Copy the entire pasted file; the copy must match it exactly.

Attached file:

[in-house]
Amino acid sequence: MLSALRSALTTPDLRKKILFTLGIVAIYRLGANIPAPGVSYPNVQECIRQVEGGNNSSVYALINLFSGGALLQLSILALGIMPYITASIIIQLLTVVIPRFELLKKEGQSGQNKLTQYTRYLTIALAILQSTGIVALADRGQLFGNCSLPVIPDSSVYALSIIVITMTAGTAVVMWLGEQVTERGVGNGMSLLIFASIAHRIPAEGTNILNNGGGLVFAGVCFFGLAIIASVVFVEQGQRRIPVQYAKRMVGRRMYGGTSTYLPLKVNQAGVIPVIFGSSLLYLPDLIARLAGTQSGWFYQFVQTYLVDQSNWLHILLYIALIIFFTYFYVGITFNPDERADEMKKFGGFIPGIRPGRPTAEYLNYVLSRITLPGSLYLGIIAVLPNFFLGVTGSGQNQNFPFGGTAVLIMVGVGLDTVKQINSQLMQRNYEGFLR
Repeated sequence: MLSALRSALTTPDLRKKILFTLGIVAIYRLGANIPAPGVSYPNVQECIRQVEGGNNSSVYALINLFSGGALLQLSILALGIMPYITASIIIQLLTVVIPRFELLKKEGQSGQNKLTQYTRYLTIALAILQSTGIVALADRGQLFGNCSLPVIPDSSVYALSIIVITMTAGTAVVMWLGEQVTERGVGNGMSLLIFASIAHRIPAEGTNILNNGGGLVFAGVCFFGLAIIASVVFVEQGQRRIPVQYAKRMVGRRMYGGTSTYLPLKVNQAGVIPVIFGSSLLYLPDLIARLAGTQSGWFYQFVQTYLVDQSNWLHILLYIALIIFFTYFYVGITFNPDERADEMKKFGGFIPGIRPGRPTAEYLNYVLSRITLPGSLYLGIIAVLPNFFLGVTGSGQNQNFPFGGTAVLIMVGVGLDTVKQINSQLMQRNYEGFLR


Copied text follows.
[in-house]
Amino acid sequence: MLSALRSALTTPDLRKKILFTLGIVAIYRLGANIPAPGVSYPNVQECIRQVEGGNNSSVYALINLFSGGALLQLSILALGIMPYITASIIIQLLTVVIPRFELLKKEGQSGQNKLTQYTRYLTIALAILQSTGIVALADRGQLFGNCSLPVIPDSSVYALSIIVITMTAGTAVVMWLGEQVTERGVGNGMSLLIFASIAHRIPAEGTNILNNGGGLVFAGVCFFGLAIIASVVFVEQGQRRIPVQYAKRMVGRRMYGGTSTYLPLKVNQAGVIPVIFGSSLLYLPDLIARLAGTQSGWFYQFVQTYLVDQSNWLHILLYIALIIFFTYFYVGITFNPDERADEMKKFGGFIPGIRPGRPTAEYLNYVLSRITLPGSLYLGIIAVLPNFFLGVTGSGQNQNFPFGGTAVLIMVGVGLDTVKQINSQLMQRNYEGFLR
Repeated sequence: MLSALRSALTTPDLRKKILFTLGIVAIYRLGANIPAPGVSYPNVQECIRQVEGGNNSSVYALINLFSGGALLQLSILALGIMPYITASIIIQLLTVVIPRFELLKKEGQSGQNKLTQYTRYLTIALAILQSTGIVALADRGQLFGNCSLPVIPDSSVYALSIIVITMTAGTAVVMWLGEQVTERGVGNGMSLLIFASIAHRIPAEGTNILNNGGGLVFAGVCFFGLAIIASVVFVEQGQRRIPVQYAKRMVGRRMYGGTSTYLPLKVNQAGVIPVIFGSSLLYLPDLIARLAGTQSGWFYQFVQTYLVDQSNWLHILLYIALIIFFTYFYVGITFNPDERADEMKKFGGFIPGIRPGRPTAEYLNYVLSRITLPGSLYLGIIAVLPNFFLGVTGSGQNQNFPFGGTAVLIMVGVGLDTVKQINSQLMQRNYEGFLR